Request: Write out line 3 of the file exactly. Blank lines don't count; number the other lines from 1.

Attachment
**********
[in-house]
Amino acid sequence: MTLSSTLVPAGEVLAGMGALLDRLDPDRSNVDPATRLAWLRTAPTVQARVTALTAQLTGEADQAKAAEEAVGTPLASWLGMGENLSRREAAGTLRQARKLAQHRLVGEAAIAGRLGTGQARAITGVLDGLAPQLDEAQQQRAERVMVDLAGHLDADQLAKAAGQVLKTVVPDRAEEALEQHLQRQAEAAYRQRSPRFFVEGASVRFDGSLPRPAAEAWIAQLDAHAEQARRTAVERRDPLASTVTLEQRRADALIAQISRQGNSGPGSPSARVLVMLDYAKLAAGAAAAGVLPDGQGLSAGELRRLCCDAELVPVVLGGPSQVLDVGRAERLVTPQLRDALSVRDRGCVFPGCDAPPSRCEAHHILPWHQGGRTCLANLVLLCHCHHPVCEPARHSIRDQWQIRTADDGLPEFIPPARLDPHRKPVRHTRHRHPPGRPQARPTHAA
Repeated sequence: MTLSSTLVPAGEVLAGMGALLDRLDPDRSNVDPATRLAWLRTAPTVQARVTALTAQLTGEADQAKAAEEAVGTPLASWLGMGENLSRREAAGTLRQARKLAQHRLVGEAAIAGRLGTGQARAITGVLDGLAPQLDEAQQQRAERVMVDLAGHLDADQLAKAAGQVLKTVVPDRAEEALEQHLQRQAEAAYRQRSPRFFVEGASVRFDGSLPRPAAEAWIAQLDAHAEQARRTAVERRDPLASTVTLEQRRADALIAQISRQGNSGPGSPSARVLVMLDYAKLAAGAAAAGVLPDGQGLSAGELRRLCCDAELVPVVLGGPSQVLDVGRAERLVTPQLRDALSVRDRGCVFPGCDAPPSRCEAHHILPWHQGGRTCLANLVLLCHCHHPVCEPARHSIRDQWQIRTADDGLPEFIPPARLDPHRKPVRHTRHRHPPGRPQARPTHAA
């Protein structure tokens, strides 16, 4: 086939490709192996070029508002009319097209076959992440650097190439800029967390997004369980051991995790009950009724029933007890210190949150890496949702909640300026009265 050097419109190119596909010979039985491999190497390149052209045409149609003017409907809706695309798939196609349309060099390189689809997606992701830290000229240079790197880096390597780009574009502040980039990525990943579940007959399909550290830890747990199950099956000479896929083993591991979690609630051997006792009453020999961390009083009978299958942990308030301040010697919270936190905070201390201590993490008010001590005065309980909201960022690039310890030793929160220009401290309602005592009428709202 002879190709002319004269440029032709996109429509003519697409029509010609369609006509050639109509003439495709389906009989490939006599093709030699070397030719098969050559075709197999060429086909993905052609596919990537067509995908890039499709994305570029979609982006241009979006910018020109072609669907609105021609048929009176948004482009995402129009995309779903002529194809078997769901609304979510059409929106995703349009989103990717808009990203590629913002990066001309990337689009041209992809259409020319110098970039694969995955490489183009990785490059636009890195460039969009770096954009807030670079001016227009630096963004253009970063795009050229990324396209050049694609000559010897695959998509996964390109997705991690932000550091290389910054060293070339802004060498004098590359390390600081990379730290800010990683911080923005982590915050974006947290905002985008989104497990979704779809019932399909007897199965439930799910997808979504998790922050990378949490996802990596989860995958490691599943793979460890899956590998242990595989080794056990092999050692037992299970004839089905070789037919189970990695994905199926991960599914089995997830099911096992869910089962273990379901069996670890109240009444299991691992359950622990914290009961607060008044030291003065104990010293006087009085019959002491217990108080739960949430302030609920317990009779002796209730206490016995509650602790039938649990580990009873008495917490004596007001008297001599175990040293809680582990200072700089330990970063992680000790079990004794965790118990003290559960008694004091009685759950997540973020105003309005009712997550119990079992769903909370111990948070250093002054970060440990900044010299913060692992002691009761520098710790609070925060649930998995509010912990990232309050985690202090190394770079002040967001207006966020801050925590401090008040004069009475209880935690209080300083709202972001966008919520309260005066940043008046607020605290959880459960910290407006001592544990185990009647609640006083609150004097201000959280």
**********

Repeated sequence: MTLSSTLVPAGEVLAGMGALLDRLDPDRSNVDPATRLAWLRTAPTVQARVTALTAQLTGEADQAKAAEEAVGTPLASWLGMGENLSRREAAGTLRQARKLAQHRLVGEAAIAGRLGTGQARAITGVLDGLAPQLDEAQQQRAERVMVDLAGHLDADQLAKAAGQVLKTVVPDRAEEALEQHLQRQAEAAYRQRSPRFFVEGASVRFDGSLPRPAAEAWIAQLDAHAEQARRTAVERRDPLASTVTLEQRRADALIAQISRQGNSGPGSPSARVLVMLDYAKLAAGAAAAGVLPDGQGLSAGELRRLCCDAELVPVVLGGPSQVLDVGRAERLVTPQLRDALSVRDRGCVFPGCDAPPSRCEAHHILPWHQGGRTCLANLVLLCHCHHPVCEPARHSIRDQWQIRTADDGLPEFIPPARLDPHRKPVRHTRHRHPPGRPQARPTHAA